Thoughts of a Hopi Farmer: Seeds, Sustainability, Stewardship & Sovereingty

My final semester in graduate school at American University, I participated in a practicum regarding the U.S. Farm Bill and additional agricultural policies. I worked on a particularly moving and significant case of seed sovereignty amongst the Hopi. For anyone unfamiliar, the Hopi Reservation is completely surrounded by the Navajo Reservation in Northeastern Arizona. The Hopi,  whose ancient seeds make most heirlooms look brand spanking new, also descend from one of the earliest inhabitants of North America. For my final project, I created and produced a documentary short in which Hopi Farmer Michael Kotutwa Johnson discusses seeds, sustainability, stewardship and sovereignty in Hopi.

The Case of Hopi Seed Sovereignty

Seed Sovereignty is the right of every farmer to use, save, adapt, and share their seeds freely in the commons.

The Hopi, descendants of the ancient Pueblo Peoples, have inhabited what is now the American Southwest for more than 2,000 years during which time they have cultivated unique varieties of corn, beans, melons, and squash. These ancient crops are truly resilient, having adapted to the arid, high elevation climate in which the Hopi reside.

The Problem: Hopi seeds, like many heirloom seeds, are threatened by the modern, industrial agricultural practices such as the monoculture cropping of hybrid and genetically modified crops and the extension of intellectual property rights to plant genetic material.

Robust policies and programs are needed at the Federal and local levels to protect these seeds, the cultural heritage they represent and the food as well as spiritual security they provide to the Hopi people.

In March, I had the amazing opportunity to visit what is now the Hopi Reservation in modern-day Arizona with a fellow student and one of our professors. While there we learned what Hopi Farmer Michael Kotutwa Johnson is doing to promote traditional farming practices and preserve these seeds.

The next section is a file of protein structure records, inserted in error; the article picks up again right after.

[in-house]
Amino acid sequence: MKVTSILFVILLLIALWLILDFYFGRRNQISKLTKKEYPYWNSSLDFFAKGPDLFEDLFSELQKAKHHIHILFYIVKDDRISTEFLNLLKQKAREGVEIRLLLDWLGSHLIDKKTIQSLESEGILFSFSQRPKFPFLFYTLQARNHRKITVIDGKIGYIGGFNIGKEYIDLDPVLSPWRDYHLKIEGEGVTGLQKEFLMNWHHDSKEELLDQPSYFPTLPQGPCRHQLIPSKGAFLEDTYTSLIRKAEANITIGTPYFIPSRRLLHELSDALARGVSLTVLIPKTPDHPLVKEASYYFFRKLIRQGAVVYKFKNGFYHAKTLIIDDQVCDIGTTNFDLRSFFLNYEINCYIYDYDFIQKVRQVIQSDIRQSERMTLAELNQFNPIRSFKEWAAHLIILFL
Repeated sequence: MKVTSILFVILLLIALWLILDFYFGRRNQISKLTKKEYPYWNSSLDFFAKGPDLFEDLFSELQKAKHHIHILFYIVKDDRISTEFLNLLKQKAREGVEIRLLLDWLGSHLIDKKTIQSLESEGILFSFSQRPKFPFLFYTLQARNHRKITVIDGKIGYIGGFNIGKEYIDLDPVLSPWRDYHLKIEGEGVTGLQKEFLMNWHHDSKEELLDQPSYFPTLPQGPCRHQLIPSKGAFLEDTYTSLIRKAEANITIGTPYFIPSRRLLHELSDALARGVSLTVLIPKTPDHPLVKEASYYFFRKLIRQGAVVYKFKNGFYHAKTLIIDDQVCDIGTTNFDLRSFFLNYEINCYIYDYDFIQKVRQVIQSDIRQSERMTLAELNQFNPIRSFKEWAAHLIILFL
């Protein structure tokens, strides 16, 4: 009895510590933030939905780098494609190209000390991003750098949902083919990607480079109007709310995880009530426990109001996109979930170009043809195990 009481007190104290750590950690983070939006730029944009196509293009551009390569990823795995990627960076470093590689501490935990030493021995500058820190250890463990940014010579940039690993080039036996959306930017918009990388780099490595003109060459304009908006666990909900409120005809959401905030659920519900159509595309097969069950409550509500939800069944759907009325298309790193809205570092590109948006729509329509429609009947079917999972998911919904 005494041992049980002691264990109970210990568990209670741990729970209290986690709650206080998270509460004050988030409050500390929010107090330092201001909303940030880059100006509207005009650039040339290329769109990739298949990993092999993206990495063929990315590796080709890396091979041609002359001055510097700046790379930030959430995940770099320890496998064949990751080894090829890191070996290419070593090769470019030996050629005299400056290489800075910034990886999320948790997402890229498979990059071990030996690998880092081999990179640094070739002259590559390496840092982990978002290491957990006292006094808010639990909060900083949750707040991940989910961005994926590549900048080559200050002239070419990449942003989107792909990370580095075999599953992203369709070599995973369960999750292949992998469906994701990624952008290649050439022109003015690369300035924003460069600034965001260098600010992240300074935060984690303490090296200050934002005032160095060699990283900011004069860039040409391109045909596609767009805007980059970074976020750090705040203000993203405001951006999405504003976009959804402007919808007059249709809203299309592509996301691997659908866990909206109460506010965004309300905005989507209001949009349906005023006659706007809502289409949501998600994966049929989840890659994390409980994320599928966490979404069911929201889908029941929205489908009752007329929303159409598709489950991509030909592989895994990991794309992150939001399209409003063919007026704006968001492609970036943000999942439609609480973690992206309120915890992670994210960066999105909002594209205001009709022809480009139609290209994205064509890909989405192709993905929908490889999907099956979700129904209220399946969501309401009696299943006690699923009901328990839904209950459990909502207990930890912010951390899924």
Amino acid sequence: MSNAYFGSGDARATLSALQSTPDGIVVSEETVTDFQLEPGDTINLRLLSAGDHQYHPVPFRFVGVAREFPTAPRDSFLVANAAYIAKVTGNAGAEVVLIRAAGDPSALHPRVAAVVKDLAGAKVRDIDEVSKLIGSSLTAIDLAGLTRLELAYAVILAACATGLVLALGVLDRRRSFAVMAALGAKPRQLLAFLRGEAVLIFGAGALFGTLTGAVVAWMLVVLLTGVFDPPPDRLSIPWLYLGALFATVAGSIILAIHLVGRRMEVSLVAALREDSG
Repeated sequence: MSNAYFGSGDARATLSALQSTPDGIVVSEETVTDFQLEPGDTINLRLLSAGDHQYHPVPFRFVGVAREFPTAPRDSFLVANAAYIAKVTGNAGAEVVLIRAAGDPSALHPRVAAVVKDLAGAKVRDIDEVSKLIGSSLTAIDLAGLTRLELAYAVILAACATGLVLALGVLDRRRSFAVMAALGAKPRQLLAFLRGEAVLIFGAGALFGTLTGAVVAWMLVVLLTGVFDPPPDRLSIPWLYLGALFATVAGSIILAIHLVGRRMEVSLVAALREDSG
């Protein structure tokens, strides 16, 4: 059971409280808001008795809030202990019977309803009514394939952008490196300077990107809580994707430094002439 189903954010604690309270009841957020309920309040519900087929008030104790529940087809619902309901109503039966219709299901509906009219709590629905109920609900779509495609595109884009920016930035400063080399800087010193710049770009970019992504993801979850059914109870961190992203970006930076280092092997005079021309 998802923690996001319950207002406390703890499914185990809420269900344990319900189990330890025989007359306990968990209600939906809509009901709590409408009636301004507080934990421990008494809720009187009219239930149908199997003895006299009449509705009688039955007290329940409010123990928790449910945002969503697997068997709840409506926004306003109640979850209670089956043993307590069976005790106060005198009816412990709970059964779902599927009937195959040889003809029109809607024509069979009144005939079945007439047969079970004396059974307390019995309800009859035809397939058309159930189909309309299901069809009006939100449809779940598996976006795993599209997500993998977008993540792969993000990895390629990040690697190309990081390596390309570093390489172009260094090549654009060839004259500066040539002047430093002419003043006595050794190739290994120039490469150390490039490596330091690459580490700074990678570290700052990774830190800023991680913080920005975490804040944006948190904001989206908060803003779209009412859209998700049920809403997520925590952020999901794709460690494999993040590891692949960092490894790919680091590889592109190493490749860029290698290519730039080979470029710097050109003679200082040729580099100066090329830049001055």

To the Hopi, these seeds are life.

Meet Beluga

Last summer Stephen & I interned on an organic produce farm called Jade Family Farm in Central Pennsylvania. But more on that later.

Beluga Kitten | Pumpkin Honey

In May, during my first month on the farm, Lucy (the most beautiful black farm cat) had a 3 kitten litter. All of the kittens were ladies and we named them Totoro, Thomas, and Beluga. The first one we found  in Lucy’s kitten hiding spot (a large pile of scrap wood) was a tiny little gray ball of fluff. I immediately fell in love with her. After about 4 weeks of thought and consideration, we decided to adopt her. Eventually, she moved inside with us, met her first vet, and started sleeping between our heads.

Beluga Kitten | Pumpkin Honey

Beluga Kitten | Pumpkin Honey

Beluga Kitten | Pumpkin Honey

Beluga Kitten | Pumpkin Honey

Beluga Kitten | Pumpkin Honey

She goes by several nicknames: Belu, Begu, Bear, Little Bear, Pigeon, Plum, Monkey, Tiny, or whatever else I feel like calling her. I’m a copious nickname giver. Just ask Stephen. I mean Rabbit 😉

Beluga Kitten | Pumpkin Honey

My Grandmother’s Ma’amoul

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My grandmother passed away on March 1st last year.

She was a beautiful and brilliant woman who made our family what it is.

She was also a fantastic cook who made especially delicious traditional Maryland/Southern dishes. And traditional Syrian & Lebanese dishes from my grandfather’s family.

We make a huge batch every year for Easter.

These cookies were made last year for Easter after her passing. It’s taken me that long to get around to posting them! But, hey, it was just Easter this past Sunday so at least they’re timely in that regard. And they’re delicious any time of year. So have at it.

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My Grandmother’s Ma’amoul

makes A LOT of cookies

5 Cups Cream of Wheat (Farina)

5 Cups of Flour

3 Cups Butter, Melted

1 1/2 Packages Dry Yeast

2 Teaspoons Mahlab, ground

4 lb. Dates

Preheat the oven to 350ºF.

Grind the dates in a food processor until a very thick paste forms. I like to add a bit of ground mahlab to the date filling as well.

“Mix cream of wheat and flour, mahlab and melted butter and let stand overnight.

In morning dissolve yeast in warm water (or warm milk). Add to dry ingredients with enough warm water (or warm milk, about 1 3/4 cups) to make dough.”

Spoon a walnut sized ball of dough into your hand. Using your thumb create a hole in the center and fill with a teaspoon of date filling. Close carefully, forming a sphere. They can also be made in a cigar shape by forming a flattened rectangle of dough, filling it with a thin, rolled out piece of date and then closing the dough around the date filling (Next time I’ll add photos).

Place on a cookie sheet and bake for 20 – 25 minutes or until just starting to change in color. The bottoms will be light brown.

Let cool before sticking in your mouth.

Syrian Date Cookies

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These cookies are great with milk and coffee but especially great with hot tea.

CherryBlossoms1948

In loving memory of Miss Jean.